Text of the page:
come-from-behind, end of the game victory.
In 1999 and in 2002, Cincinnati has played Ohio State.
In both games, they had more first downs, more passing yards, more sacks,
more total yards and forced three Buckeye turnovers.
The results: Ohio State did not bring their A game (or B, or even C) to
play the Bearcats twice and won both times.
In terms of wakeup calls, they don't get any better than
this, especially with three teams coming up on the schedule that are so bad that
they probably won't qualify to even watch bowl games this season.
And on the empty side…
Our two vaunted senior safeties, Donnie Nickey and Mike Doss,
are liabilities when defending the pass. Doss's
meal ticket is big hits and his run support, while Nickey has been adequate
playing centerfield. People say
that is the free safety's role – playing centerfield – and they're
right. Unfortunately, with the
defensive backfield the way it is this year, Nickey ends up needing to cover
receivers – often – one on one, and he needs to get better at it, now.
And Doss needs to get a lot better.
Big hits are nice, but the current blueprint for "How to Beat Ohio
State" is throw, throw, throw, throw.
The coaching staff found versus Texas Tech, Kent State and
Washington State that the Buckeyes could wear down their opponents with ball
control. It was evident that this
was the case with Cincinnati as well, with Lydell Ross carrying the ball.
Yet play after play, Ohio State went to pocket passing, a lot of the time
only sending two receivers out, giving Krenzel little opportunity to make plays.
The offense was so telegraphed that often plays were over before they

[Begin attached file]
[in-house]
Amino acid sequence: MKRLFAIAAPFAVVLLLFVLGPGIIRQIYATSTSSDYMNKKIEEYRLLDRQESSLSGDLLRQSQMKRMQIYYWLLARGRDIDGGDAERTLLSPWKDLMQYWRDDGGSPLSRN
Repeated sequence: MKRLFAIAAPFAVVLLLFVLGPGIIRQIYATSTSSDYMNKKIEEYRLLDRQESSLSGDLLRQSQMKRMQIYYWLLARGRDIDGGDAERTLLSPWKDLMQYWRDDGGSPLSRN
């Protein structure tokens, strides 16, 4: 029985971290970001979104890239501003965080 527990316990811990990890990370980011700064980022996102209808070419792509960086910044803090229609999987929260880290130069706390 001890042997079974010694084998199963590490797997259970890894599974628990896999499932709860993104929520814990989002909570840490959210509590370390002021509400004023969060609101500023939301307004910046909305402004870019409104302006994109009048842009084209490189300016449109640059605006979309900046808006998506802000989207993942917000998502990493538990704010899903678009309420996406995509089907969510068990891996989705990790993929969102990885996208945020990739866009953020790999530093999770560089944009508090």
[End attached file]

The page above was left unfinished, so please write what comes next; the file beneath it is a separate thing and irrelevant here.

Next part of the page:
Maurice Hall – as Chris Gamble showed, it's unfortunately
clear that there are openings for physically talented players on the defensive
side of the ball. Considering you
were de-cleated head-on by a linebacker and dropped the ball, it might be in
your best interest to think about your future (we haven't yet mentioned the
giant hole to your right on that play that you did not run through). If you
cannot take a hit head-on from a Conference USA linebacker without being KO'd,
you should consider pass defense, because the linebackers in the Big Ten are
much better across the board.
This game was marked "potential let-down" back in the
mid-nineties when it was scheduled, yet the team came out completely unprepared
for a team playing the biggest game in its history in front of the biggest crowd
in its city's history. They were
unprepared for the offensive scheme, the no-huddle, UC's defensive strategy or
their relentless play – as if they were going to just roll over and die.
They played like absolute crap and won with heart and natural
talent. Like beating your little
brother in basketball while playing on your knees.
Disheartening and uninspiring as it was, the Buckeyes are undefeated and
have three consecutive games here where an A+ showing isn't going to be
necessary for a win, again.
But who am I to overlook the Battles of Indiana, Evanston and
San Jose (sponsors undetermined; however the opponents certainly will be).
Going through Oktoberfest/bratwurst withdrawal at